The 1800 sq m two-storey co-working space was built by TECT to house 40 organisations and TECT, Baytrust and the Acorn Foundation staff. It currently has desks occupied by 91 “residential” members representing 35 organisations with a permanent place in the building.

“We’re happy to be 80 percent full now, but we’d like to see even more organisations benefiting from this co-working space,” said general manager Gordy Lockhart.

“We believe that individuals create community, and the mix of residential and non-residential members is important to encourage collaboration.”

Organisations can join as resident members with a fixed or flexible desk, or a non-resident casual user of the facilities. There are 162 “non residential” members – those who come along to use a meeting room, meet with clients or who occupy a desk for a day when they travel from out of town.

It’s a place to meet, connect and collaborate with others.

“Since Covid there’s been a change in work patterns for many, and this is a chance for organisations which are either too small or too big to be part of something bigger than themselves,” he said.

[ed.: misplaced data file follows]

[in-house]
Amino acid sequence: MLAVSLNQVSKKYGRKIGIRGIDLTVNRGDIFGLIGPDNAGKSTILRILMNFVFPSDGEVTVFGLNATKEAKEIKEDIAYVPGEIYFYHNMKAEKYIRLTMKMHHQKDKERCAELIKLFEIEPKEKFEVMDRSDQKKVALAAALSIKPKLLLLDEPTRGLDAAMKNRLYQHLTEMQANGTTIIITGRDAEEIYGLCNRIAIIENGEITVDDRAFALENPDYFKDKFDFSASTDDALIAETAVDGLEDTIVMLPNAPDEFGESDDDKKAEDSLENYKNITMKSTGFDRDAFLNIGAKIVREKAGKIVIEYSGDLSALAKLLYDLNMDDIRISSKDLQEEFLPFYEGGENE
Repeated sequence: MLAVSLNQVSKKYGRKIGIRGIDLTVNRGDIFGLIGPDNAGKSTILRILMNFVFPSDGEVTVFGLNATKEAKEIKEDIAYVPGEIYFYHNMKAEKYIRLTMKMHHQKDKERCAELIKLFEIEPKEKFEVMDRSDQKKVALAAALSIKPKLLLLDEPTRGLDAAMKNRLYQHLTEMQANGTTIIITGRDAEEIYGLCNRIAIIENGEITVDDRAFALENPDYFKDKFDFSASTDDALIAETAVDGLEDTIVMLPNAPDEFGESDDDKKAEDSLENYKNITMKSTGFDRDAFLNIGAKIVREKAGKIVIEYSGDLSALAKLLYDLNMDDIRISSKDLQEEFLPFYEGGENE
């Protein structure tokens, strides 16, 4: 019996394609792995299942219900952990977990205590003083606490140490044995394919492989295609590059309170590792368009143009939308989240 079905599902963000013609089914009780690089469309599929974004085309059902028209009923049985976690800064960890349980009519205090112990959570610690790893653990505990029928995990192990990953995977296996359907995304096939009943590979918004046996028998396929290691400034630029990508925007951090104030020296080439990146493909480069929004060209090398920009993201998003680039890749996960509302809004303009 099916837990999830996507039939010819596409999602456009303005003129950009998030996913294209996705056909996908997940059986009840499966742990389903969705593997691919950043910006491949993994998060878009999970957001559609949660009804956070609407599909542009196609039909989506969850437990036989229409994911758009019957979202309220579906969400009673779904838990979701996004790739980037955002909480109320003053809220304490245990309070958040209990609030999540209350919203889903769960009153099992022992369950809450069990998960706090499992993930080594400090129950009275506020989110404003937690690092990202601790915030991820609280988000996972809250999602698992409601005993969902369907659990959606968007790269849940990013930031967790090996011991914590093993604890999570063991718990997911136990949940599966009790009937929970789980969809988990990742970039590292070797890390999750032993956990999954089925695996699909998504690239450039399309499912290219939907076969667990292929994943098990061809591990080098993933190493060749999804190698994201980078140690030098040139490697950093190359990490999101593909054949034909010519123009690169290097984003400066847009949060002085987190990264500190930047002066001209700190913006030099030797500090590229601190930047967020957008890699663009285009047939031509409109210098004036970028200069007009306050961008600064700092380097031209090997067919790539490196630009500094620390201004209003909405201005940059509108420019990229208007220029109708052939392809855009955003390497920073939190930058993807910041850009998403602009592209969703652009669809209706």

“The Kollective is user driven and a family environment. It’s about serving the greater good, social impact and collaboration.”

He said TK was helping social agencies become more efficient, more technically capable, sustainable and more able to connect with each other. Organisations wanting to join can find details at https://www.thekollective.org.nz/page/memberships/

They self identify as a charity, not-for-profit, social enterprise, government or commercial agency, which will determine the rate they pay to become a member.

Child Poverty Action group launched

A new group has been launched to tackle child poverty in the Western Bay of Plenty.

A Child Poverty Action Group (CPAG) for the region was launched today in Tauranga with support from SociaLink, the Western Bay’s umbrella group for social service providers and community organisations. About 20 people attended, largely from social service agencies.

CPAG works to eliminate child poverty in New Zealand through research, education and advocacy. It has over 4000 members and supporters across the country, including academics, doctors, teachers, health workers, community workers and others concerned about the high numbers of children living in low income families.